333 posts categorized in

POSC

  

Faculty Books: Dr. Ian Barnard Doesn’t Mind Pushing Buttons Sex Panic Rhetorics, Queer Interventions

June 25, 2020 by Samantha De La O | News

Sex panic. This is the phrase that Dr. Ian Barnard (English/LGBTQ Studies) uses to describe how contemporary liberal culture unintentionally uses sex panics to reinforce transphobic and homophobic tropes. In their new book, Sex Panic Rhetorics, Queer Interventions, Barnard illuminates the ways that the public, media, and politicians produce, construct, and disseminate sex panics. “The

Angelica Allen Brings a Global Understanding to New Africana Studies Minor Professor envisions a program that captures "blackness in all of its complexity and diversity."

June 19, 2020 by Dennis Arp | News

Where Angelica Allen lived, no one else looked like her. As the daughter of a black U.S. military father and a Filipina mother, Allen spent much of her early childhood feeling the scorn of her classmates and neighbors in her outlying island community. “There was a lot of bullying, and also a lot of assumptions,”

Faculty Opportunity Fund Congrats to Wilkinson Faculty Recipients

June 16, 2020 by | News

Congratulations to the four faculty opportunity award recipients from Wilkinson College of Arts, Humanities, and Social Sciences! Chapman University’s Faculty Opportunity Fund is a competitive merit-based internal funding opportunity for faculty to apply for up to $15,000 to conduct research or creative activity. These projects are intended to support Chapman University faculty in the development

#BlackoutTuesday An Analysis of the Hashtag

June 9, 2020 by Muhammad Karkoutli | News

By Muhammad Karkoutli (’20), Babbie Center Research Fellow On Tuesday, June 2, you may have noticed that social media was awash with black squares tagged with the hashtag #BlackoutTuesday – a response to the brutal murder of George Floyd in Minneapolis on May 25th. Although these black squares expressed a range of messages, the #BlackoutTuesday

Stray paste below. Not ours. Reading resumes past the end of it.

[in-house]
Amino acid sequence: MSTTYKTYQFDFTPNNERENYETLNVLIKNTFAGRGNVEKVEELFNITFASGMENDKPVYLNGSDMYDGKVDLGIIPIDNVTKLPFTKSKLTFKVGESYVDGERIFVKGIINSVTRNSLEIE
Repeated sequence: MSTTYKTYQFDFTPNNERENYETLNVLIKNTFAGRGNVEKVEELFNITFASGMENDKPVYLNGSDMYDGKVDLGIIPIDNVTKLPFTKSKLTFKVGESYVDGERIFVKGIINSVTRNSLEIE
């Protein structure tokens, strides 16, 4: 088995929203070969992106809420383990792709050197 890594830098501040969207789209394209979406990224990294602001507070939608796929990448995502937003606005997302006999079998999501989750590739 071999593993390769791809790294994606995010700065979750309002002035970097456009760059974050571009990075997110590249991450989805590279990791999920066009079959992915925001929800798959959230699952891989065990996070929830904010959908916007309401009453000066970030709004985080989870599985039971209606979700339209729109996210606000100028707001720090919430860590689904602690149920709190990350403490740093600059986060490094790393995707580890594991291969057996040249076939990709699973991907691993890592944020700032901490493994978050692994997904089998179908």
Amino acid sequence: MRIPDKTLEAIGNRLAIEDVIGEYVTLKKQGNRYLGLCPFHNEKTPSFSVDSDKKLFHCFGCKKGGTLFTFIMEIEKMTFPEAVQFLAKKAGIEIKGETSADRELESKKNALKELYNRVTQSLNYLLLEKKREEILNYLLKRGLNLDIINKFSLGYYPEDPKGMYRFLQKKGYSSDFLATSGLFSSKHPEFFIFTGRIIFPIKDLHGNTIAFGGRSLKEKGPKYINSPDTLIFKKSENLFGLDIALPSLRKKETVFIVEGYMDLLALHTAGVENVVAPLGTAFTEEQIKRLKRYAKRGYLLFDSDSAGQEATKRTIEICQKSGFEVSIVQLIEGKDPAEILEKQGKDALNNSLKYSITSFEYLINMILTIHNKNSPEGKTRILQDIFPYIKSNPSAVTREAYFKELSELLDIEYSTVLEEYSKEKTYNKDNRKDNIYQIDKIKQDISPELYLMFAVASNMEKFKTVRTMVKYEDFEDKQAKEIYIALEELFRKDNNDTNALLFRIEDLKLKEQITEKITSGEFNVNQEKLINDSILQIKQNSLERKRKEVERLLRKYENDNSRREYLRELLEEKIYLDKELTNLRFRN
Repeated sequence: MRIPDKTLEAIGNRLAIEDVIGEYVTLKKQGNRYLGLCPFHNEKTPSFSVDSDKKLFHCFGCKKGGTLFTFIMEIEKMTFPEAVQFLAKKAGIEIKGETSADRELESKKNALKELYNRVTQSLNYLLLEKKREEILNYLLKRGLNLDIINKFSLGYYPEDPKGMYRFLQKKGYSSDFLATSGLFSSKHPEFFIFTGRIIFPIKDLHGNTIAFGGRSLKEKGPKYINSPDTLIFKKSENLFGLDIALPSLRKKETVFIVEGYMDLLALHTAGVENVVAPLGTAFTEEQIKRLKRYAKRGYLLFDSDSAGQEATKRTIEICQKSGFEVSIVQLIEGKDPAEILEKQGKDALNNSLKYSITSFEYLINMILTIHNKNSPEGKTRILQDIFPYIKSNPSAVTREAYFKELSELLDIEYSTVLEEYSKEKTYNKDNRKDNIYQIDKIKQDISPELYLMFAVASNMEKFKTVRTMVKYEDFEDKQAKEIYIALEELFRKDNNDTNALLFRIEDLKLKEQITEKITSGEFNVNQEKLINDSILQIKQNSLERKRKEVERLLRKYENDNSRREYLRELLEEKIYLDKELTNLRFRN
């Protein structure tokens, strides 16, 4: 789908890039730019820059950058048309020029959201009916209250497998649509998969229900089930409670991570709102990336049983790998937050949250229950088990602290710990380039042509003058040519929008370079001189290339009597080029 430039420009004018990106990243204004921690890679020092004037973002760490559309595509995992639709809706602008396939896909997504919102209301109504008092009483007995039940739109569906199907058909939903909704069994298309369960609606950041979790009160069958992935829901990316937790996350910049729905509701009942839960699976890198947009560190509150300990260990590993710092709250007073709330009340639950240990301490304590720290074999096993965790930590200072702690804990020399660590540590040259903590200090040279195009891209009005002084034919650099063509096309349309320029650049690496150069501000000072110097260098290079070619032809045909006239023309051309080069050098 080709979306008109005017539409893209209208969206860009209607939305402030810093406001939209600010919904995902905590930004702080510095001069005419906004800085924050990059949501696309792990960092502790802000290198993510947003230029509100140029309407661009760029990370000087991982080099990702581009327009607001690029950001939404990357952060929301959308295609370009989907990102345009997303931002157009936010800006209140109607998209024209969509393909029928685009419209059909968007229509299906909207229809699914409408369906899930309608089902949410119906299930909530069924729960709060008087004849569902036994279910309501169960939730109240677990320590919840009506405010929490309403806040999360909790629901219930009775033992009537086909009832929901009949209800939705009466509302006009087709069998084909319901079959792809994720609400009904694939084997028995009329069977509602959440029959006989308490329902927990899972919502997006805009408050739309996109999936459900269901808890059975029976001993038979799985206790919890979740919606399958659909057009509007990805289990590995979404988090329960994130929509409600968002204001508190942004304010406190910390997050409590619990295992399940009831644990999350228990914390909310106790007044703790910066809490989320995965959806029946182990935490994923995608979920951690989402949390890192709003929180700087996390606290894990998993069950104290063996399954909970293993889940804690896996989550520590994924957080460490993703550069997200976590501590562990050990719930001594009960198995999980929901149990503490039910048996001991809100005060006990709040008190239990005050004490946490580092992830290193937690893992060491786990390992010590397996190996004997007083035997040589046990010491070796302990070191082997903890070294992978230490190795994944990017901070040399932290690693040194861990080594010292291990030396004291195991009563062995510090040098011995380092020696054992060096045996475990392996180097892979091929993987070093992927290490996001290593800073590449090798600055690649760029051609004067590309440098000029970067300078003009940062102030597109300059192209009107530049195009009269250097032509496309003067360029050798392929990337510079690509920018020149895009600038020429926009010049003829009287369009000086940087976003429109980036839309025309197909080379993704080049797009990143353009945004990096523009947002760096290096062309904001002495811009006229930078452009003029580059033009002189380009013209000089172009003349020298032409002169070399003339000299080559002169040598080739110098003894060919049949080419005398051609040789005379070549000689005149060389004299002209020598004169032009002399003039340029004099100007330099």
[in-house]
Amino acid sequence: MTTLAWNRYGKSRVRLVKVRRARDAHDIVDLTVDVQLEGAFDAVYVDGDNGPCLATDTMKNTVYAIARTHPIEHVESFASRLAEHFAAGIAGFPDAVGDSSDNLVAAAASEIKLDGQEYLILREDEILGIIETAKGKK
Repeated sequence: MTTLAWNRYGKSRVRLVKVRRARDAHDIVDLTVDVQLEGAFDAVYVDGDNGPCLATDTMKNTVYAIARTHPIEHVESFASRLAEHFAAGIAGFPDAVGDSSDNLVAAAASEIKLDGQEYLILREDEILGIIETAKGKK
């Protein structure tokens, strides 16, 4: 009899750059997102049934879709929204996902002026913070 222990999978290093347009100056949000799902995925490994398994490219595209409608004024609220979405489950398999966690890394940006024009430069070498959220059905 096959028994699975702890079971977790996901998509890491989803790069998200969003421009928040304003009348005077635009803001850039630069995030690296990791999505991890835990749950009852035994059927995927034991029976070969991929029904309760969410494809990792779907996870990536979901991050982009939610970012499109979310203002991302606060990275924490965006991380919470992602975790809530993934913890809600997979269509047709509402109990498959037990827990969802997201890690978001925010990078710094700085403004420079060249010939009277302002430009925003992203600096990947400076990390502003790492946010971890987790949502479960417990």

Letter from the Dean of Wilkinson College June 4, 2020

June 4, 2020 by | News

Exhausted, frustrated, heart-broken, angry – these were the feelings expressed by Chapman students, staff, and faculty who have gathered over the past week to collectively grieve the deaths of George Floyd, Ahmaud Arbrey, and Breonna Taylor. The rise of white supremacy, ongoing police brutality, Covid-19, systemic institutionalized racism, black and brown lives lost – racial injustice

SURFing Remotely How the 2020 Wilkinson SURF students will undergo a remote research experience.

May 7, 2020 by | Art

The Summer Undergraduate Research Fellowship (SURF), which is headed by the Center for Undergraduate Excellence, is an annual paid fellowship for Chapman undergraduate students who want to pursue independent research or creative projects for eight weeks over the summer. SURF students don’t just work in isolation, they meet regularly with SURF students from other colleges

From Our Eyes: Cheverton Award Winner Says Goodbye to Wilkinson Senior Alexander Ballard reflects before graduation

May 1, 2020 by Alex Ballard | History

From Our Eyes showcases Wilkinson students’ first-hand accounts of their undergraduate and graduate experiences. This issue features the reflections of Alexander Ballard, a graduating senior History, Political Science, and Economics triple-major, and the 2020 Recipient of the Cecil F. Cheverton Award, the highest undergraduate student honor at Chapman University.  ••• I would say my story

The Twists and Turns of Evangelical Politics A Q&A with Dr. John Compton

April 10, 2020 by | POSC

Dr. John Compton’s (Political Science) new book, The End of Empathy: Why White Protestants Stopped Loving Their Neighbors, explores a timely issue: the connection between religion and politics. Through a mix of archival research and public opinion data, The End of Empathy traces the changing social values of white Protestants over the past century.   Compton

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